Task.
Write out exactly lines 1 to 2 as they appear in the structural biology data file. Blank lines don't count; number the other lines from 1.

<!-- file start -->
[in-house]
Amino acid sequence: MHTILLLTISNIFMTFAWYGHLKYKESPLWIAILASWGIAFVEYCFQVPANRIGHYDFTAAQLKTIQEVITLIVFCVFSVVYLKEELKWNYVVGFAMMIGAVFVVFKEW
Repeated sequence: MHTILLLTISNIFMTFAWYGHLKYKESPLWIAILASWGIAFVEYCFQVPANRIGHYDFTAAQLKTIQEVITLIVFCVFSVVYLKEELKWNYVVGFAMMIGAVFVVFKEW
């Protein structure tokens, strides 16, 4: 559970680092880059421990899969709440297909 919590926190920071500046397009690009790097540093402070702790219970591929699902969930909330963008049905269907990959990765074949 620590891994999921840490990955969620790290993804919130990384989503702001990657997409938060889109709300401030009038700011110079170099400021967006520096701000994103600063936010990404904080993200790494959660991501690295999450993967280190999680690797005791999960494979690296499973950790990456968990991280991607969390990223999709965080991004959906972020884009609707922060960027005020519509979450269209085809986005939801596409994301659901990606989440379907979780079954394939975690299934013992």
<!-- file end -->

[in-house]
Amino acid sequence: MHTILLLTISNIFMTFAWYGHLKYKESPLWIAILASWGIAFVEYCFQVPANRIGHYDFTAAQLKTIQEVITLIVFCVFSVVYLKEELKWNYVVGFAMMIGAVFVVFKEW